13. Shock absorbers

    This week I have been moving parts around. I found the box that had the shocks I took off the 1947 Desoto Suburban when I first purchased it and the 1949 Desoto Convertible when I took it apart. The shocks are MOPAR with the CDPD stamp on them and factory part numbers. They are Monroe shocks. 1947 Desoto S-11 Suburban: Front 1121207, closed 8.75", open 12.875," Dia max 2.125" Rear 1121208, closed 12.5", open 20.5", Dia max 2.125" 1949 Desoto S-13 Convertible Front 1311851, closed 8.75", open 13", Dia Max 2.125" Rear 1311852, closed 12.5", open 20.5", Dia Max 2.125 Interestingly the Monroe cross reference on the 1947 Desoto shows a front part number of 5752. On Amazon or Jeg's they are about $22 each. At NAPA or O'Reilly they show up as from Rare Parts at $200! What a joke... I may have a custom set made for the big Desoto. The shock valves were different according to the master parts book for the heavy Suburban. Custom adjustable shocks may be better for this daily driver than another set of modern Monroe's. The 1947 Shocks are know to be original to the car. The 1949 I suspect may have been changed once. Best all, James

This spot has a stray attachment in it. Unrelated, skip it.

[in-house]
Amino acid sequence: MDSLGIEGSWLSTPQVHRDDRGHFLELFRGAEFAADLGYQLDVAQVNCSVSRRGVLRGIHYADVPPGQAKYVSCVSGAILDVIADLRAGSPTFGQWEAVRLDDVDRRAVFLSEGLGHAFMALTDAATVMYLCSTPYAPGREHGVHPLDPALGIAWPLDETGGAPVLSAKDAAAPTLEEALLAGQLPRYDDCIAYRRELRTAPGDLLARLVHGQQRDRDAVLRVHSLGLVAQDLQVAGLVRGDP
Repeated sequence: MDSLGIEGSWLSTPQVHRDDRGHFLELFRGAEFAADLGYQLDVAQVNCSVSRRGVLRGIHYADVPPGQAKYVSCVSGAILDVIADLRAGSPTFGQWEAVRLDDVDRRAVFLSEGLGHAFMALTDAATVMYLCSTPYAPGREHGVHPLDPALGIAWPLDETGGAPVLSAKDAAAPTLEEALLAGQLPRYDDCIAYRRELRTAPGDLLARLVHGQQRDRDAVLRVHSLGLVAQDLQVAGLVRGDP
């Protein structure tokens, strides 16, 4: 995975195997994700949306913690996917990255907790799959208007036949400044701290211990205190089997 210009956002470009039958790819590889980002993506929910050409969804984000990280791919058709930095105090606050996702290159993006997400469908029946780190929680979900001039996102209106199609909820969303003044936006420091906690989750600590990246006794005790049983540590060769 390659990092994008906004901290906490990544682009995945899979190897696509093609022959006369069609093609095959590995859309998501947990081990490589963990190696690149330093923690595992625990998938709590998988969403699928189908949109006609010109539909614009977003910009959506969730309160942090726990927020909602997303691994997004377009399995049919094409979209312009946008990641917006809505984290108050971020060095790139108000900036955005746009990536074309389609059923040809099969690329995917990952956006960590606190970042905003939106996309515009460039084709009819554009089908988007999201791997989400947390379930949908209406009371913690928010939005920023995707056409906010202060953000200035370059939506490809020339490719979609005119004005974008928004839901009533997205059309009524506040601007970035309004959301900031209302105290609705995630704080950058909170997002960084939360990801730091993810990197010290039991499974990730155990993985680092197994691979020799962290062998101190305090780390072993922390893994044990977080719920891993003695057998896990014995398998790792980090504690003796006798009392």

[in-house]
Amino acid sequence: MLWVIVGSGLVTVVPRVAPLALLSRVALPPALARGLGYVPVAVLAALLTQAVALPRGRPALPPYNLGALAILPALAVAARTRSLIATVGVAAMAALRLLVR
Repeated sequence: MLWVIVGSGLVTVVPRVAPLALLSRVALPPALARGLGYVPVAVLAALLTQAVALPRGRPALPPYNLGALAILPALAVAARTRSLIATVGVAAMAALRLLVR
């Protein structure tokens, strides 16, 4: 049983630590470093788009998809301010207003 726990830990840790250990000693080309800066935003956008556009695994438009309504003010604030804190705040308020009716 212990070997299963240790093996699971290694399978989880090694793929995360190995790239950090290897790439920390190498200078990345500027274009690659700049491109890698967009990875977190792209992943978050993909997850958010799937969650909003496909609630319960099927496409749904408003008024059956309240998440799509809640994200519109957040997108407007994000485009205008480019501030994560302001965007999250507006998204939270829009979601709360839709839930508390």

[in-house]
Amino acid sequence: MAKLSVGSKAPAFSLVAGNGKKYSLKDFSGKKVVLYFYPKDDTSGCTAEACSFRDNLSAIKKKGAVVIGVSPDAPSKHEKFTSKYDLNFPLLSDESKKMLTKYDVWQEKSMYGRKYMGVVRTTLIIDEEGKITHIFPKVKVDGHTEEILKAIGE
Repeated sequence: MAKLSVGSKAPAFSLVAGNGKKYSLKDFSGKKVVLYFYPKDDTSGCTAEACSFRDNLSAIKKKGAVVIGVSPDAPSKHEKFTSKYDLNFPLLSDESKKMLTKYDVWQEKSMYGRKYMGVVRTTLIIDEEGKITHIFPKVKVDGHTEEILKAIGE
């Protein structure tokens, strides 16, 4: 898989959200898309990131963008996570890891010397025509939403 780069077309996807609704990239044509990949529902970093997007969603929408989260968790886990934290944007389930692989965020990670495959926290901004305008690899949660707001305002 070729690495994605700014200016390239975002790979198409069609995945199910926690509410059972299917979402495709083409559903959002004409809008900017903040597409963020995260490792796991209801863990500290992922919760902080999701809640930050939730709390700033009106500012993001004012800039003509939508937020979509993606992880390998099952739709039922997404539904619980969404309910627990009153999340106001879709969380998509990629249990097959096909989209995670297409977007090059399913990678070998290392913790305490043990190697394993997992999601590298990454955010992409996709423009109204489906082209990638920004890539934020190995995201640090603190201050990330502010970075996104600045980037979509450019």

14. 1949 Desoto Gear changing problems

    Unless you want endless problems with the M6 transmission, convert the car back to 6 volt positive ground. I have run my 1947 Desoto for 15 years here in San Francisco (proper not the burbs) and 6 volt works just fine. As long as it is maintained correctly. My 1949 Desoto is also 6 volt positive ground. Use a lithium 12 volt emergency starter battery with a radio, cell, or other in the car if need be. No need these days to convert unless you are changing the car over to a modern engine.
  15. gyromatic problem

    I wish that people would stop tossing around the recommendation that ISO-22 should be used in the fluid couplings without informing people of the issues. The fluid needs to be matched to the perceived state of the roller bearing in the coupling. Also, NOT ANY ISO-22 fluid will do. It MUST have anti-foaming agents in it. Most NAPA ISO tractor fluid does not. Read my old post in its entirety to understand the fluid that one should consider using in a fluid coupling. Best, James